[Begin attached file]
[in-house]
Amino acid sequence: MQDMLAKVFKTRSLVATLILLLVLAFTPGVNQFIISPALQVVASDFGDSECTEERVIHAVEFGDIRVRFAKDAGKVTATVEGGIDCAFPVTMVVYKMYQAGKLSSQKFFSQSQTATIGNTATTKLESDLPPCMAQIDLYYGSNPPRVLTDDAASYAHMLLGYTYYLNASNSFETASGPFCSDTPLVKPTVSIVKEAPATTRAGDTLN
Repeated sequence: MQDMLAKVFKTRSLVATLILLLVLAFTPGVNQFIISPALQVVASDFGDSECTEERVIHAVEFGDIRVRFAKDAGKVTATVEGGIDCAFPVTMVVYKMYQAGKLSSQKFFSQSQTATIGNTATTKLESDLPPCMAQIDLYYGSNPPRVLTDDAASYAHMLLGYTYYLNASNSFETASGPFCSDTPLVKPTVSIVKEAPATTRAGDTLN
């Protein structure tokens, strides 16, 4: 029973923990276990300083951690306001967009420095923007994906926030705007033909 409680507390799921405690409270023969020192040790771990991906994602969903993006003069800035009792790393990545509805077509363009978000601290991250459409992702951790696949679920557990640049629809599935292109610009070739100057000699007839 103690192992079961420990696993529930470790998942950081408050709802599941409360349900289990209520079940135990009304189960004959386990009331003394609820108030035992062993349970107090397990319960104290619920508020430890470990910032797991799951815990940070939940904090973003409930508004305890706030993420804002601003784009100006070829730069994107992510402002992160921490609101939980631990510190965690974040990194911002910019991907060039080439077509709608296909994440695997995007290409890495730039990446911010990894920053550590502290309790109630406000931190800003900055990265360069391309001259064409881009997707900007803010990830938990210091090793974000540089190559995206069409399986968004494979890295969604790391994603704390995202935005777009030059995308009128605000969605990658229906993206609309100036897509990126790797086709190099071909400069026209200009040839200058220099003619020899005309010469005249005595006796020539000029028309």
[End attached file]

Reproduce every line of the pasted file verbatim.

[in-house]
Amino acid sequence: MQDMLAKVFKTRSLVATLILLLVLAFTPGVNQFIISPALQVVASDFGDSECTEERVIHAVEFGDIRVRFAKDAGKVTATVEGGIDCAFPVTMVVYKMYQAGKLSSQKFFSQSQTATIGNTATTKLESDLPPCMAQIDLYYGSNPPRVLTDDAASYAHMLLGYTYYLNASNSFETASGPFCSDTPLVKPTVSIVKEAPATTRAGDTLN
Repeated sequence: MQDMLAKVFKTRSLVATLILLLVLAFTPGVNQFIISPALQVVASDFGDSECTEERVIHAVEFGDIRVRFAKDAGKVTATVEGGIDCAFPVTMVVYKMYQAGKLSSQKFFSQSQTATIGNTATTKLESDLPPCMAQIDLYYGSNPPRVLTDDAASYAHMLLGYTYYLNASNSFETASGPFCSDTPLVKPTVSIVKEAPATTRAGDTLN
């Protein structure tokens, strides 16, 4: 029973923990276990300083951690306001967009420095923007994906926030705007033909 409680507390799921405690409270023969020192040790771990991906994602969903993006003069800035009792790393990545509805077509363009978000601290991250459409992702951790696949679920557990640049629809599935292109610009070739100057000699007839 103690192992079961420990696993529930470790998942950081408050709802599941409360349900289990209520079940135990009304189960004959386990009331003394609820108030035992062993349970107090397990319960104290619920508020430890470990910032797991799951815990940070939940904090973003409930508004305890706030993420804002601003784009100006070829730069994107992510402002992160921490609101939980631990510190965690974040990194911002910019991907060039080439077509709608296909994440695997995007290409890495730039990446911010990894920053550590502290309790109630406000931190800003900055990265360069391309001259064409881009997707900007803010990830938990210091090793974000540089190559995206069409399986968004494979890295969604790391994603704390995202935005777009030059995308009128605000969605990658229906993206609309100036897509990126790797086709190099071909400069026209200009040839200058220099003619020899005309010469005249005595006796020539000029028309």